I don’t know whether this advice is still in fashion or if a newer “best advice ever” has already appeared, but numerous articles say that when you are arguing with someone you should repeat what they said so that they know you listened to them. After you make your point, they should do the same, so that you know that they heard you. I’m sure that quarreling couples, parents with teens and maybe even friends have found this advice useful, but quite frankly, if my husband repeated everything I said, I think it would drive me mad. We tend to figure out if the other person missed a point without turning into parrots.
However, I think it is a great idea to bring into politics. Years ago, a well-known radio show host and good friend, John Carlson, frequently invited individuals with opposing views to debate. He never skewed the discussion by pitting one articulate speaker opposite a fool or by inviting five people, four of whom shared the same opinion. Although John had strong beliefs of his own about the issues under discussion, he didn’t ask one person loaded questions while lobbing softballs at the other. The two sides actually dealt in facts and convictions, asking each other pointed questions. The host didn’t even allow the show to devolve into ad hominem attacks as a way of deflecting difficult inquiries. I very much appreciated those debates and even if I didn’t change my mind, I came away with additional perspective. How quaint that show seems from today’s perspective.
As a member of the minority, politically conservative Jewish community, I feel a kinship with African-American conservatives. Whatever negative reactions I get, they get a hundred-fold. They are frequently ostracized and condemned and I am sure that even family get-togethers overflow with controversy. Two brave pundits who fit in this category are Star Parker and Crystal Wright. I have met Star, an articulate speaker with a compelling story, and I would be delighted to cross paths with Crystal as well. For this reason, I was particularly interested in an article each woman recently wrote about E.W. Jackson, the candidate for Lt. Governor in Virginia. The two came to exactly the opposite conclusion about his selection, each passionately advocating her opinion.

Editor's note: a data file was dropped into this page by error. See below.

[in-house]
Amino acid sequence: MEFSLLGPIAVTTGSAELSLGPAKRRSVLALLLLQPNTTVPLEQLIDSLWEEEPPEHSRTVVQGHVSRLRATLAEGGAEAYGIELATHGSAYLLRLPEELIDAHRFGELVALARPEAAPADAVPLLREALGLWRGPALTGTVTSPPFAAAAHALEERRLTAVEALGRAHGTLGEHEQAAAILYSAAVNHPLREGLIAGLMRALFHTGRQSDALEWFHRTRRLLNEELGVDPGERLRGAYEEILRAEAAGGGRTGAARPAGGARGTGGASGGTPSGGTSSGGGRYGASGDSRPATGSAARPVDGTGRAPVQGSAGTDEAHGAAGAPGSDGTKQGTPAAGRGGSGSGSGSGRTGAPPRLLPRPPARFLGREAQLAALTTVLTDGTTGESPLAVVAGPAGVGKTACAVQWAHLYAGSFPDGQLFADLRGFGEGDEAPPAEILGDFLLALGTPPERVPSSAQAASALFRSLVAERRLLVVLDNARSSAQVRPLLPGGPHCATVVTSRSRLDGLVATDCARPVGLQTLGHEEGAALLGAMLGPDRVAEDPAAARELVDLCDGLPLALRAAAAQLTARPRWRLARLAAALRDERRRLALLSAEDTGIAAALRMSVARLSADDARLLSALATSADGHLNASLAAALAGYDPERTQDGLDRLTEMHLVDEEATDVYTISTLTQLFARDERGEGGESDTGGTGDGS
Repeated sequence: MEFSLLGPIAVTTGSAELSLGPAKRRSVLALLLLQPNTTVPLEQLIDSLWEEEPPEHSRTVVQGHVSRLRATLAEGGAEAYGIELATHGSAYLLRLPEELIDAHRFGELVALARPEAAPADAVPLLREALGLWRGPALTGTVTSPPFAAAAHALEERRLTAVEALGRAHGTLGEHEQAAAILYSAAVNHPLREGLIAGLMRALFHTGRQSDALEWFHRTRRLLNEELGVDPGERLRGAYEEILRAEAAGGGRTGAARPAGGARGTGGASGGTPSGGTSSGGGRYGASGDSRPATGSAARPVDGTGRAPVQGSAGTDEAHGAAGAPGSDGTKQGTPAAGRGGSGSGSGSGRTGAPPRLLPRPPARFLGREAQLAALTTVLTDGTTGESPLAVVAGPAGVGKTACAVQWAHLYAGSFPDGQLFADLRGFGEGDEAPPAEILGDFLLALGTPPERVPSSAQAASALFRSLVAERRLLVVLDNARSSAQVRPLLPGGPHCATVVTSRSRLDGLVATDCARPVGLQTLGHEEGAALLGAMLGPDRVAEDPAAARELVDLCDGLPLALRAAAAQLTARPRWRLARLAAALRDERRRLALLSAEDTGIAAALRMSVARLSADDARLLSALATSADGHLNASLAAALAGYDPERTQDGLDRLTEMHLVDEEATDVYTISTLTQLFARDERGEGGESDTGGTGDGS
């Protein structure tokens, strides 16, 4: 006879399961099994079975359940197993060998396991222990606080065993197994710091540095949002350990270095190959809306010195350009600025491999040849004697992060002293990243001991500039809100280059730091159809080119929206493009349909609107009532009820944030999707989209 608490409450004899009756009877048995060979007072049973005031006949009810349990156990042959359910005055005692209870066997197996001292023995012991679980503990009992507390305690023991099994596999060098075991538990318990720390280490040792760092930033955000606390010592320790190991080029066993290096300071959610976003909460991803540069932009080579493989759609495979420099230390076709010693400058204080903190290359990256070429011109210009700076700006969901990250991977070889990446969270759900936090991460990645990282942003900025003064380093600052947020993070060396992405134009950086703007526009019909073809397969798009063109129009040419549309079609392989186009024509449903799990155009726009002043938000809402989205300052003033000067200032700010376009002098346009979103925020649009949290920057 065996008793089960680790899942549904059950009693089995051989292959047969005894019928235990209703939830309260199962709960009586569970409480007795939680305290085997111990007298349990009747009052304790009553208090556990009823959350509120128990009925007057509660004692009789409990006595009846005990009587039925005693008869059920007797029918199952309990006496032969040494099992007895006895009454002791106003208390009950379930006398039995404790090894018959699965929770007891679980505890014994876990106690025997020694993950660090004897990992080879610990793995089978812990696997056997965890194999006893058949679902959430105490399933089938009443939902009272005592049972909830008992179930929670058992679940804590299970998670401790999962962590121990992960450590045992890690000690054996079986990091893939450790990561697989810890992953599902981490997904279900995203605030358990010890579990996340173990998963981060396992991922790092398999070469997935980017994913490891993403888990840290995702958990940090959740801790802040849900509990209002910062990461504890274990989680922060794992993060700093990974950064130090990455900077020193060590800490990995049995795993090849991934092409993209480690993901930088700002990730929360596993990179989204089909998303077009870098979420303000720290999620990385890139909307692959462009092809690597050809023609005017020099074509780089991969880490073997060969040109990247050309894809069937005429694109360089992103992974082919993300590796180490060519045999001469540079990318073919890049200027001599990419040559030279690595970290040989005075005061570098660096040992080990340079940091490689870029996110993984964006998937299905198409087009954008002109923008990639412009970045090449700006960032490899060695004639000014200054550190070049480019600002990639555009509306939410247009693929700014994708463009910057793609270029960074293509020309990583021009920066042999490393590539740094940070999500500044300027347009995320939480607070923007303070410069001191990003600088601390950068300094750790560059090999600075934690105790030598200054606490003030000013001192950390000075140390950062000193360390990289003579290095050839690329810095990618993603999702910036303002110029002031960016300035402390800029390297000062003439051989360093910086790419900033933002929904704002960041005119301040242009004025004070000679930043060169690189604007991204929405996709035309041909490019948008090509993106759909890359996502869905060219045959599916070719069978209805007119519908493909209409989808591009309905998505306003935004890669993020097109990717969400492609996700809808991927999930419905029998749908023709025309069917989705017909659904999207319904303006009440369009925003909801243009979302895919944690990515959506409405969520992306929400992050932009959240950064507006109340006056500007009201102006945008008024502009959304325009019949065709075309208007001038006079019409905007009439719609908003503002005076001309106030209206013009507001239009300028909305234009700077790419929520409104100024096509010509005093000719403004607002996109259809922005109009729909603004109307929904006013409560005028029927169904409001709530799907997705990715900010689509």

One of the drawbacks of the our Internet culture is that when articles like these appear the comments section quickly sinks to the lowest common denominator. Personal attacks, vulgarity and atrocious grammar reign (my children will tell you that they aren’t sure to which of these I object the most). Rather than advancing or enhancing the columnist’s points, the comments decrease the writer’s effectiveness.
Instead of reading comments, I would much prefer to hear a debate between the two columnists, with much more than thirty-second sound bites allowed. I’d love to hear Star and Crystal actively engage each other and courteously respond to the other’s points. While they won’t change each other’s mind, I would be better off for the exchange, which in many ways reflects a fault line in the Republican Party at large. Without being able to hear each other, even if we need to use the “latest” psychological advice for arguing, conservatives will continue to disappoint and demoralize those of us who wonder if we are actually advocating for the same side.